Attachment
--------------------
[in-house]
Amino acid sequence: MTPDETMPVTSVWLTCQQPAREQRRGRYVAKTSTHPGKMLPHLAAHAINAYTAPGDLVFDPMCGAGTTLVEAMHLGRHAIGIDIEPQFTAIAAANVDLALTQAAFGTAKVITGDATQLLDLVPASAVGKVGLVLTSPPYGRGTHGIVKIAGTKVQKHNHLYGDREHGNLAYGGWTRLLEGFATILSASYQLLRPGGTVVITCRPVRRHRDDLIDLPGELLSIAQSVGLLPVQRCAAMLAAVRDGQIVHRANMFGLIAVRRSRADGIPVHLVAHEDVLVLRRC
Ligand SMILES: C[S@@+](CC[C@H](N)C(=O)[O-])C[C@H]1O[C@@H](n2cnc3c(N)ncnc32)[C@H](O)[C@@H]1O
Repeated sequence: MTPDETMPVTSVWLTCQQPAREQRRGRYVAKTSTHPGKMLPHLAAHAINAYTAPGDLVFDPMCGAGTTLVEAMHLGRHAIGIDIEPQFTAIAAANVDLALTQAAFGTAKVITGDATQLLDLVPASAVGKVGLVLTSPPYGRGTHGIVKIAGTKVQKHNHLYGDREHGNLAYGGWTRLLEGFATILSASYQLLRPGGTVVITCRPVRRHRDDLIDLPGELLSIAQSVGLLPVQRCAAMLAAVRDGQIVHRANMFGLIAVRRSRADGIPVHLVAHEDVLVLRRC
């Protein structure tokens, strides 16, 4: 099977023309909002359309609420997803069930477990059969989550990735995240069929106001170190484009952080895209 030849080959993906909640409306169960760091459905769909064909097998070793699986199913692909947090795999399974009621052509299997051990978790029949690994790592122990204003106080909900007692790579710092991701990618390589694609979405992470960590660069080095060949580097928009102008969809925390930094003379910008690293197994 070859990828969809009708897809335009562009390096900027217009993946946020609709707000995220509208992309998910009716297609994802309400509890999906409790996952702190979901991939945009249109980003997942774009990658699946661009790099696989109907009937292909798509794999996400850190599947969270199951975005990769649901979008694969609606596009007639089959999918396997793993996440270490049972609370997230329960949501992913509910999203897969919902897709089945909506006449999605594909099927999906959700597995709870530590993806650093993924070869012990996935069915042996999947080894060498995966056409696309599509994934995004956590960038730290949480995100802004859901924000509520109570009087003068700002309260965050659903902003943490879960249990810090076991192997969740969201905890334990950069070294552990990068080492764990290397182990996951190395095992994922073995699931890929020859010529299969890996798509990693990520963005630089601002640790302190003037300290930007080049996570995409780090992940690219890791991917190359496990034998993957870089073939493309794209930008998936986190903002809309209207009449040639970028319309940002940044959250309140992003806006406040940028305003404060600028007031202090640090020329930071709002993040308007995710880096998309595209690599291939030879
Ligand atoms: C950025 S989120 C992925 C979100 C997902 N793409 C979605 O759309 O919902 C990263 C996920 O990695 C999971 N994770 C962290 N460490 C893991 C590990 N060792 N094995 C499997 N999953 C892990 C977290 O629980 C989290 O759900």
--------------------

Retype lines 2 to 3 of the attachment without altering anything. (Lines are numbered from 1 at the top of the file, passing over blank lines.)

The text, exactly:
Amino acid sequence: MTPDETMPVTSVWLTCQQPAREQRRGRYVAKTSTHPGKMLPHLAAHAINAYTAPGDLVFDPMCGAGTTLVEAMHLGRHAIGIDIEPQFTAIAAANVDLALTQAAFGTAKVITGDATQLLDLVPASAVGKVGLVLTSPPYGRGTHGIVKIAGTKVQKHNHLYGDREHGNLAYGGWTRLLEGFATILSASYQLLRPGGTVVITCRPVRRHRDDLIDLPGELLSIAQSVGLLPVQRCAAMLAAVRDGQIVHRANMFGLIAVRRSRADGIPVHLVAHEDVLVLRRC
Ligand SMILES: C[S@@+](CC[C@H](N)C(=O)[O-])C[C@H]1O[C@@H](n2cnc3c(N)ncnc32)[C@H](O)[C@@H]1O